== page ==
The Political Frame can be a sensitive discussion area, but it is important to face up to the political reality of an organisation if a problem is going to be successfully tackled. The Political Frame helps explore the politics of the organisation and how they impact the problem.

The Symbolic Frame looks at the "meaning" of events and actions in the context of the organisation and its people. The meaning that people in the organisation take from its actions, announcements, and intentions can be very different to that intended.

While traditional views see organisations as rational and mechanistic, the symbolic frame emphasises both the complexity and ambiguity of organisational events and activities. Myths, legends, and stories inhabit every organisation to a greater or lesser extent, and the people in the organisation interpret the actions and announcements that the organisation makes in the light of these myths and stories. These stories can help people feel a sense of belonging to the organisation, but they can also lead to feelings of exclusion or dissatisfaction, which may not actually be warranted.

It is more difficult to phrase questions for the problem-solving group to discuss for the Symbolic Frame. These might include:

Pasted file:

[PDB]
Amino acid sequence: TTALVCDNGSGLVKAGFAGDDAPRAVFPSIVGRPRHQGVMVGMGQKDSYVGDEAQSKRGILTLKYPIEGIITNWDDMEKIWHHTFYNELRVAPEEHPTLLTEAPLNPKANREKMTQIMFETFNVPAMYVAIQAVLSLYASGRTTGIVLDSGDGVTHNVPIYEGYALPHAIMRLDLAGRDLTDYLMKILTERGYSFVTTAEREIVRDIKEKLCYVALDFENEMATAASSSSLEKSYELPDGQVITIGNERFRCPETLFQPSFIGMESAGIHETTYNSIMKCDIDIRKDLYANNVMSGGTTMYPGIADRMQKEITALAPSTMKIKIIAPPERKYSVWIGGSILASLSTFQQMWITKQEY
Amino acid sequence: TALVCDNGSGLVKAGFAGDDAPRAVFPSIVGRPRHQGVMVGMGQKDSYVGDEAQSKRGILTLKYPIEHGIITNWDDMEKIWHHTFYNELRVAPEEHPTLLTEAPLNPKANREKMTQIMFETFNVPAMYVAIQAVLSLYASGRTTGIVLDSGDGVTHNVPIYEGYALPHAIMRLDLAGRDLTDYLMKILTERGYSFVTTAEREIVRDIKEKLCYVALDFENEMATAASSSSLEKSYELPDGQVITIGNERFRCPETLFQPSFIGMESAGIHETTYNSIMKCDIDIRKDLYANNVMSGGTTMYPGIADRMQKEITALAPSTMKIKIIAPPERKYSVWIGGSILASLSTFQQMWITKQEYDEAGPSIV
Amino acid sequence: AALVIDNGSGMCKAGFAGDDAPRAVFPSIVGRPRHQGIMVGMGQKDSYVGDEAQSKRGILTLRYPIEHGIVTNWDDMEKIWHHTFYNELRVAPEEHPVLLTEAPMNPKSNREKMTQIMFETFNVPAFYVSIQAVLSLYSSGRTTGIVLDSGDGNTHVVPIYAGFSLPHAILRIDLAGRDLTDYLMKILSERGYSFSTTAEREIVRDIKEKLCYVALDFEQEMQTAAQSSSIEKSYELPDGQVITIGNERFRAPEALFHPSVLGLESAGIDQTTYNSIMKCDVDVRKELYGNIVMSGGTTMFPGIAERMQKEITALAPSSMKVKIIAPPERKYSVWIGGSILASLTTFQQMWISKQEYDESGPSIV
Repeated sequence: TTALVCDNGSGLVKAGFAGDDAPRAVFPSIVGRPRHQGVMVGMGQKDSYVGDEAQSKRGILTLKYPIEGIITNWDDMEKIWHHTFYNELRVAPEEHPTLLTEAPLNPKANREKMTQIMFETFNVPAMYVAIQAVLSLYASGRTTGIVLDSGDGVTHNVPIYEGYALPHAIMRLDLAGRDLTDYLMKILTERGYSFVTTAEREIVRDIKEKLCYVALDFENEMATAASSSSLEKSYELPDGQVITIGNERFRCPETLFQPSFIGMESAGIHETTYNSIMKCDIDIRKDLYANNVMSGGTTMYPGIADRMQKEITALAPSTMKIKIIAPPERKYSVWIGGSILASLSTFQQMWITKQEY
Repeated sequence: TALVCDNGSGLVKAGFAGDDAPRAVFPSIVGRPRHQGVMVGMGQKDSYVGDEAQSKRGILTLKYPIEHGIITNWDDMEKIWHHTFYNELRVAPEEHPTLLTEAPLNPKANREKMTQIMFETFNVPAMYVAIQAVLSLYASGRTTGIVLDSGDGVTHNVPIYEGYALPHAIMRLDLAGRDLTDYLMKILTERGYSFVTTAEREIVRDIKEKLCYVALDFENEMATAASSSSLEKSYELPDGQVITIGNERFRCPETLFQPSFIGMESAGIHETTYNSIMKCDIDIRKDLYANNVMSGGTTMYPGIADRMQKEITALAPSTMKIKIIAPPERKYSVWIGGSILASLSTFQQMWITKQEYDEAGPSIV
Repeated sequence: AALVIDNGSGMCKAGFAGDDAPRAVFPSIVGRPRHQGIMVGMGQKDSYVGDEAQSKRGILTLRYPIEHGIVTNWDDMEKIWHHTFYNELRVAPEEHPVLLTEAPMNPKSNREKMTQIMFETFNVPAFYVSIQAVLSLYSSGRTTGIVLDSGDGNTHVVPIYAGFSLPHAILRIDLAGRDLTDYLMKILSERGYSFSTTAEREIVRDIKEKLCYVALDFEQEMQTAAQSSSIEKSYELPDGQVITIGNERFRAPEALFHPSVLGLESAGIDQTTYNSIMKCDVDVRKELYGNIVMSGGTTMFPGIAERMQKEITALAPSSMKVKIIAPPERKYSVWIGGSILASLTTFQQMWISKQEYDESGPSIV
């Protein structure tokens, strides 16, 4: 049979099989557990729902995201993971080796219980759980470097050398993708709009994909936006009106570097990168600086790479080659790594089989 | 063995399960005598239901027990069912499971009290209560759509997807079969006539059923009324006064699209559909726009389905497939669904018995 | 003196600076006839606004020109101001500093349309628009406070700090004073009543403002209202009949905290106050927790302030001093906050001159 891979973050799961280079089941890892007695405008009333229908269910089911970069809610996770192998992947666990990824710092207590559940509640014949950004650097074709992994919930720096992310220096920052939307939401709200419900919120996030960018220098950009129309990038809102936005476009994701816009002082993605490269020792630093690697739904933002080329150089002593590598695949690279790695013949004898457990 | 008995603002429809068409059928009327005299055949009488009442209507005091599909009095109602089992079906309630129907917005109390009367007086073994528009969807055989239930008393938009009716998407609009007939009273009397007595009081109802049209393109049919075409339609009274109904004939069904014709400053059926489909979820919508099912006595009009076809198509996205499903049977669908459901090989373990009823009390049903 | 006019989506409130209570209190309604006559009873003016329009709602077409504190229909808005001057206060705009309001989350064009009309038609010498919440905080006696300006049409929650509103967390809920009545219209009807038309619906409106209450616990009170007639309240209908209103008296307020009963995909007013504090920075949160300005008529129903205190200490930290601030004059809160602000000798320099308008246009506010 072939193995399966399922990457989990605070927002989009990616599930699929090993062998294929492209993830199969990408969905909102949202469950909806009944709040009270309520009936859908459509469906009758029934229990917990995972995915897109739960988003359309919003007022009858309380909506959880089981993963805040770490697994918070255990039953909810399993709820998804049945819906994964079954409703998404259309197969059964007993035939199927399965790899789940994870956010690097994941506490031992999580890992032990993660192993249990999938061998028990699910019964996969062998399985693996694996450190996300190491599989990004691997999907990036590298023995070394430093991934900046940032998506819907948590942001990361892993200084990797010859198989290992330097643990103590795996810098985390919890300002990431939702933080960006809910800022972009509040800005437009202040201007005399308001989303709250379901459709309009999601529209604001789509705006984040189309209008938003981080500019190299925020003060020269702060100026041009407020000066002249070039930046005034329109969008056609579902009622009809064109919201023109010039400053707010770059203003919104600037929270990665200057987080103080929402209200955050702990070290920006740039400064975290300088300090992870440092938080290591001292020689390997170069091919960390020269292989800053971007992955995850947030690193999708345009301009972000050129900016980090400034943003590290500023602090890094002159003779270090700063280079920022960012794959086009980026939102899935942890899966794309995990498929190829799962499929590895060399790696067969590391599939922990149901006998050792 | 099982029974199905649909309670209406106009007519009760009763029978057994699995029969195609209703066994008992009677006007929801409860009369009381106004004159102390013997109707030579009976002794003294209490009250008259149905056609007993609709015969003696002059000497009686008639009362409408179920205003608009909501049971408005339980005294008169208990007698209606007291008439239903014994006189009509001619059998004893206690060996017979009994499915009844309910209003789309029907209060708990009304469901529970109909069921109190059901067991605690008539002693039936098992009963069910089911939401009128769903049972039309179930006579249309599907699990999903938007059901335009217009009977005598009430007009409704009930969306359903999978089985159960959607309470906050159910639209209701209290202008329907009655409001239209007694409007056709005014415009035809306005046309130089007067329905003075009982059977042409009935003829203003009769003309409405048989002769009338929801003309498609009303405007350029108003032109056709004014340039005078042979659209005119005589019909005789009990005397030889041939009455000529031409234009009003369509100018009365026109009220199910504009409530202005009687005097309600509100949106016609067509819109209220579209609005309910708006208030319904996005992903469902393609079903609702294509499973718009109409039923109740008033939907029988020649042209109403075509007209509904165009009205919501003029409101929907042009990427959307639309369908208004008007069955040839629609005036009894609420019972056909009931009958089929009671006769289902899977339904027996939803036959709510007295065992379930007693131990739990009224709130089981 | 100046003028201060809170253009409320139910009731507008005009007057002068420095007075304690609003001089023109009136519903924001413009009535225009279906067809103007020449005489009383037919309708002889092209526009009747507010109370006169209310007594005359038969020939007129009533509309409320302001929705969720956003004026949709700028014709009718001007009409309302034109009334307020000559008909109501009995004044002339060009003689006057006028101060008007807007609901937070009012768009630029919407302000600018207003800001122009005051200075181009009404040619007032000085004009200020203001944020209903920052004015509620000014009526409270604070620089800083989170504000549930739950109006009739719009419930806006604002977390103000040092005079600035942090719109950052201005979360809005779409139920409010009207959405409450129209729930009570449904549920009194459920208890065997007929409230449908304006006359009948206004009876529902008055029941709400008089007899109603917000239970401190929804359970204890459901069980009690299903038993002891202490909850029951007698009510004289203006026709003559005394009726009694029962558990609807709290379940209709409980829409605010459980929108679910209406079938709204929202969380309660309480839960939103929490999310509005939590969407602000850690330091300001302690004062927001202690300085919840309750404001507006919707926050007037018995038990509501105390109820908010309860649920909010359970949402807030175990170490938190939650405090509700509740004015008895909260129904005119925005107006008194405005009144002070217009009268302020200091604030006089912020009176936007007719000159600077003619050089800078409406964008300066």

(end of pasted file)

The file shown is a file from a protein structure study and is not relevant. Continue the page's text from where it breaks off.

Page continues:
• How does the problem feed into the myths, rumours, and stories that are circulating in the organisation?

  • Does the problem add fuel to certain stories and rumours in the organisation?

  • Is the problem leading to the creation of new stories and rumours?

  • How might the problem's impacts on the stories, myths, and rumours in the organisation be minimised?

Myths, legends, and stories are an inherent part of any organisation, and their interaction with the problem is explored through the Symbolic Frame.

The term "tame" problem does not imply that a problem is easy to solve; rather, it means that established problem-solving tools and structures work well and will usually lead to a satisfactory solution.

Structured problem-solving techniques do not work so well with Wicked Problems – as we shall see in the next section. So how do we know that the problem we are faced with is a tame problem?

Here are some pointers:

  1. Most problems, probably 95% or more, are Tame Problems, so the chances are that your problem can be handled using a structured step-by-step approach.

  2. If you know what to do when faced with the problem, then it is a Tame problem.

  3. Draw a process map. If the problem is contained within a single business process and is not all-pervading, then it is a Tame Problem.

  4. Use the Ishikawa Diagram to analyse the causes of the problem. If there are a small number of causes (say 5 or less), then it's a Tame Problem.

  5. Use the Forcefield Analysis tool to identify the forces acting in favour of resolving the problem and acting against. If there are only a few forces acting against the resolution of the issue, then it is a Tame Problem.

  6. Set up a Problem-Solving Team and start to work through the problem-solving steps. If it later becomes apparent that the problem is too complex to be solved by the team alone, then you may be dealing with a Wicked Problem.

Thank you for listening to this lesson. In our next lesson we to turn to Wicked Problems.

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Written by

Ross Maynard